Myanmar coup anniversary: A world looks away from country’s descent into horror
Content warning: This story contains descriptions of violence against children and images viewers may find disturbing.
Bhone Tayza had been impatient to start school. A broken arm had kept the 7-year-old home while the other kids began their lessons, but now that his cast was off, he couldn’t wait to join in.
His mother, Thida Win, was still worried. “Just stay home for today,” she recalls telling her son on his third day back at school last September – but he went anyway.
Hours later, the airstrike hit.
Thida Win was home, in the central Sagaing region of Myanmar, when army helicopters began firing “heavy weapons” including machine guns near her house, she said. She took cover until the shooting stopped, then sprinted to the nearby school, frantic. She finally found Bhone in a classroom, barely alive in a pool of blood, next to the bodies of other children.
“He asked me twice, ‘Mom, please just kill me,’” she said. “He was in so much pain.” Surrounded by armed soldiers of Myanmar’s military who had swarmed the school grounds, she pulled Bhone into her lap, praying and doing her best to comfort him until he died.
The junta ousted democratically elected leader Aung San Suu Kyi, who was later sentenced to 33 years in jail during secretive trials; cracked down on anti-coup protests; arrested journalists and political prisoners; and executed several leading pro-democracy activists, drawing condemnation from the United Nations and rights groups.
Two years on, the Southeast Asian country is being rocked by violence and instability. The economy has collapsed, with shortages of food, fuel and other basic supplies.
Deep in the jungle, rebel groups have taken the fight to the military. Among their number are many teenagers and fresh graduates, whose lives and ambitions have been upended by a war with no end in sight.
For months after the coup, millions across Myanmar took part in protests, strikes and other forms of civil disobedience, unwilling to relinquish freedoms won only recently under democratic reforms that followed decades of brutal military rule.
CNN has reached out to Myanmar’s military for comment. It has previously claimed in state media it is using the “least force” and is complying with “existing law and international norms.”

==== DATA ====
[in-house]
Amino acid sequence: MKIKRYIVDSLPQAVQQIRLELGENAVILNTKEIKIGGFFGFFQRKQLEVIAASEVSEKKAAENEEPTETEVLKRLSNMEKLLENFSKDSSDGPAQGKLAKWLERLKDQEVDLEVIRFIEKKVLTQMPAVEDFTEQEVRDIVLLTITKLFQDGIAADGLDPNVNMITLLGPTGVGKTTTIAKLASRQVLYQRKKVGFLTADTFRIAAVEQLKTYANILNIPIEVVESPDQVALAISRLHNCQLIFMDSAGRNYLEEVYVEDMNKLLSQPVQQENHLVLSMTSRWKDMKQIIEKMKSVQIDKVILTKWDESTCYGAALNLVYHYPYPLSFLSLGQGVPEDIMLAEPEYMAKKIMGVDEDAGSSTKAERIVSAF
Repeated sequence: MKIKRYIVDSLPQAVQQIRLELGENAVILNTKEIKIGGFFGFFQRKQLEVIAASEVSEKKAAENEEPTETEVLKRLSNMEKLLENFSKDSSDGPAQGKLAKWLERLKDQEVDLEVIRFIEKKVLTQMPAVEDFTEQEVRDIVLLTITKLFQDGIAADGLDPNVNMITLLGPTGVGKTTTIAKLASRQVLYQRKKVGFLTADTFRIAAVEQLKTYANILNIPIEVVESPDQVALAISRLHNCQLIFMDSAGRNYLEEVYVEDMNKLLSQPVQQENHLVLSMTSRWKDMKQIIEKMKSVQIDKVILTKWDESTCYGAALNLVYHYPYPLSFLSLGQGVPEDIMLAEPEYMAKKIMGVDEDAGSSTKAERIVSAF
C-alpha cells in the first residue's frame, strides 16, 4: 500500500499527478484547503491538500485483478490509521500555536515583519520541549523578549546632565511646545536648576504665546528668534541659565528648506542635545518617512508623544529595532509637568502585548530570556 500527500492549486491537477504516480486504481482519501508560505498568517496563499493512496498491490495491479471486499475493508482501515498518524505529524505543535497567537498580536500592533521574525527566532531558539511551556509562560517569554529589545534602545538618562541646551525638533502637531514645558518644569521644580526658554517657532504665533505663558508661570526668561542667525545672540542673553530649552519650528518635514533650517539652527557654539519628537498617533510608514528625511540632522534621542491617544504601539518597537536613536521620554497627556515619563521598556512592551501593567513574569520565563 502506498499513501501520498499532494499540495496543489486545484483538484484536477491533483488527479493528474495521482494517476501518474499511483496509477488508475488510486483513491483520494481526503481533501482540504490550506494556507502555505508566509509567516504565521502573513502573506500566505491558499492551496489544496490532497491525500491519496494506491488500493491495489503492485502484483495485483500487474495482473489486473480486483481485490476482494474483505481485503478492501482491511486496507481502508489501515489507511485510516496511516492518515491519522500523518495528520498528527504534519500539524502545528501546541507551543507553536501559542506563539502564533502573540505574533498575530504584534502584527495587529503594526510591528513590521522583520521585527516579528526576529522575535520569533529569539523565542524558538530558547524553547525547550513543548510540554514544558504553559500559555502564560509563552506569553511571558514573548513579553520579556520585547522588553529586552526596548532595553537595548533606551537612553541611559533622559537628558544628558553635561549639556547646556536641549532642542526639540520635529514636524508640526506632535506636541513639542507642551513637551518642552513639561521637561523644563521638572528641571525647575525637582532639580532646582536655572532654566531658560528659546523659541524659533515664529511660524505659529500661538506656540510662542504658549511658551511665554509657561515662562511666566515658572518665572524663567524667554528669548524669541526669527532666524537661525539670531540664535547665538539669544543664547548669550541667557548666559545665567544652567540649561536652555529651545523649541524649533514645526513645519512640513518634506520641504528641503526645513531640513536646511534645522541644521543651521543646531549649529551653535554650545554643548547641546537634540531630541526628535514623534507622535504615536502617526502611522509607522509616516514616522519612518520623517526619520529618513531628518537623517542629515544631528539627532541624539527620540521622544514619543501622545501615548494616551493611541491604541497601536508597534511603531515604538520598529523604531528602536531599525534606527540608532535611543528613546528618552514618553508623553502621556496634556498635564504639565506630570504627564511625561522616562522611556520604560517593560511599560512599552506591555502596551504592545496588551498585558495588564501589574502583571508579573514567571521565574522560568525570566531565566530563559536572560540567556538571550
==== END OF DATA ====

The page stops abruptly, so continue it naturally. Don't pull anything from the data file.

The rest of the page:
Since the coup, at least 2,900 people in Myanmar have been killed by junta troops and over 17,500 arrested, the majority of whom are still in detention, according to advocacy group Assistance Association for Political Prisoners (AAPP).
Though mass protests have faded, allegations of atrocities by military troops – including the school strike in the village of Let Yet Kone – continue to emerge.
Daw Aye Mar Swe, a teacher at the school, said she ushered students into classrooms as the military helicopters approached, shortly before the horror descended.
The airstrike hit the roof, sending debris falling all around them. The room filled with dark smoke – and then the soldiers arrived.
They began “shooting at the school for an hour nonstop … with the intention to kill us all,” she told CNN.
She shoved her students under beds for cover, but it was of little use. One young girl was shot in the back. As she tried in vain to stem the bleeding, she urged her crying students: “Say a prayer, as only God can save us now.”
When the shooting was over, the soldiers ordered everybody outside, she said. The students huddled together on the school grounds while the soldiers raided the rest of the village and made arrests, said Daw Aye Mar Swe. She recalled seeing Bhone Tayza among the wounded.
The National Unity Government (NUG), Myanmar’s shadow administration of ousted lawmakers, said 20 students and teachers were arrested after the airstrikes.
It’s not clear what happened to them. CNN could not independently verify details of the incident.
At the time, a spokesperson for the military said government forces entered the village of Let Yet Kone to clear rebel “terrorists” and accused the Kachin Independence Army, a rebel group, and the People’s Defence Force (PDF), an umbrella organization of armed guerrillas, of using children as “human shields.”
Thida Win and Daw Aye Mar Swe denied these claims. “There is no PDF here, or shooting (done by the PDF),” the teacher said. “(The military) shoot us without any purpose or research.”
For some bereaved parents, the agony of losing their children was compounded by being denied a proper goodbye.
After the strike, two residents, who declined to be identified due to fears for their security, said the military took the bodies away and buried them in another township several miles away.